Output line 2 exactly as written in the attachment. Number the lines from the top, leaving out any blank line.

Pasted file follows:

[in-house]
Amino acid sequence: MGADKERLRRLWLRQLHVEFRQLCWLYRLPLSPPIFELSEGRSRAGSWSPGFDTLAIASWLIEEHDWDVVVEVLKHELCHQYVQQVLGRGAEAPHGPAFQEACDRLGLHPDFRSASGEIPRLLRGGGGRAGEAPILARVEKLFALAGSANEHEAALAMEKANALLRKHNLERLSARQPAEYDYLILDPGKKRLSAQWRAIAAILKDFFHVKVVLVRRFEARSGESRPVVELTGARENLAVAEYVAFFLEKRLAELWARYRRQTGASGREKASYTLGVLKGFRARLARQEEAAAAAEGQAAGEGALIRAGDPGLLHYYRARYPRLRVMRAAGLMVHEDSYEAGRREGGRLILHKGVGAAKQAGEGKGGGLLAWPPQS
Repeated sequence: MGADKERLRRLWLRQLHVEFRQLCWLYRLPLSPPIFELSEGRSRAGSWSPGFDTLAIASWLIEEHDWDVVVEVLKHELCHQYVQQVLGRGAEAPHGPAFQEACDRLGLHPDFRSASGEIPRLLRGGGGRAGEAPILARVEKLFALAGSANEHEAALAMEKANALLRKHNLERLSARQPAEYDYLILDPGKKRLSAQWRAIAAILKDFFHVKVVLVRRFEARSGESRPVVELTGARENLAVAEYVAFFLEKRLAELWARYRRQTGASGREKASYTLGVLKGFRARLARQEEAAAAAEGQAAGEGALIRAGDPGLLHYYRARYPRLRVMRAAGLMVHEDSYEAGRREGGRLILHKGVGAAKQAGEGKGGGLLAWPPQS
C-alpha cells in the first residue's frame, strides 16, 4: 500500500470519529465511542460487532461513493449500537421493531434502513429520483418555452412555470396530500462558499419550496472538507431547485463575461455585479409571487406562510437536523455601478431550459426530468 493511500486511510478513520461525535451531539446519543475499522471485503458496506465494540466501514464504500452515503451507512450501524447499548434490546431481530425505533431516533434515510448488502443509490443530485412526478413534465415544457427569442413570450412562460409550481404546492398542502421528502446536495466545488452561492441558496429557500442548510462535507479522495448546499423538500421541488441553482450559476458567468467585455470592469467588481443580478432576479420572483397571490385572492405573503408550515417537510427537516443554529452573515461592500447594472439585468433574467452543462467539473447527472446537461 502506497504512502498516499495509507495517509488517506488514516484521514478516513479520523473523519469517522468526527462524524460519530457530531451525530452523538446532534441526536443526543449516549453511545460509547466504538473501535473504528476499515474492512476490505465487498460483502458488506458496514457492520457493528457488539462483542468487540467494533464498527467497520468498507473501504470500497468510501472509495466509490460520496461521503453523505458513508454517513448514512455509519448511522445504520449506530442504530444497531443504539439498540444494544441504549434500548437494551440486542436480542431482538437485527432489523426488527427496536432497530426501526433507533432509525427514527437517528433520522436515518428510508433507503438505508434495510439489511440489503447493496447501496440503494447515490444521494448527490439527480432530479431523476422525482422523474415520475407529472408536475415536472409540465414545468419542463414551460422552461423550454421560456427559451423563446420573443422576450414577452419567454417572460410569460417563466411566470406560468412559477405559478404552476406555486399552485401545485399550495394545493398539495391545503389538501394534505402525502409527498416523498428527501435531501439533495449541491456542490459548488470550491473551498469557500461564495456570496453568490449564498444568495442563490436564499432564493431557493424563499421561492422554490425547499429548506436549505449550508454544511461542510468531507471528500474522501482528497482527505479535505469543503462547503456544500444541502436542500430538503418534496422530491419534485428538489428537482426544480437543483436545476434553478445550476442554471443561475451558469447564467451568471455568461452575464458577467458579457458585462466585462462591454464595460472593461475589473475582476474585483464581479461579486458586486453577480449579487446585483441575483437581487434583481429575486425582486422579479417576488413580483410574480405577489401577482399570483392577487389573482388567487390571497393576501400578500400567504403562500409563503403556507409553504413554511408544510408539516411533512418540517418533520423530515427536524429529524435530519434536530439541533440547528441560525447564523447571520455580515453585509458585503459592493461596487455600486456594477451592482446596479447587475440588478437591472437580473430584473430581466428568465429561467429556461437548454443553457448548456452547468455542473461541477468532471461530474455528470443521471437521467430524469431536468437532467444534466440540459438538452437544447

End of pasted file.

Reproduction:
Amino acid sequence: MGADKERLRRLWLRQLHVEFRQLCWLYRLPLSPPIFELSEGRSRAGSWSPGFDTLAIASWLIEEHDWDVVVEVLKHELCHQYVQQVLGRGAEAPHGPAFQEACDRLGLHPDFRSASGEIPRLLRGGGGRAGEAPILARVEKLFALAGSANEHEAALAMEKANALLRKHNLERLSARQPAEYDYLILDPGKKRLSAQWRAIAAILKDFFHVKVVLVRRFEARSGESRPVVELTGARENLAVAEYVAFFLEKRLAELWARYRRQTGASGREKASYTLGVLKGFRARLARQEEAAAAAEGQAAGEGALIRAGDPGLLHYYRARYPRLRVMRAAGLMVHEDSYEAGRREGGRLILHKGVGAAKQAGEGKGGGLLAWPPQS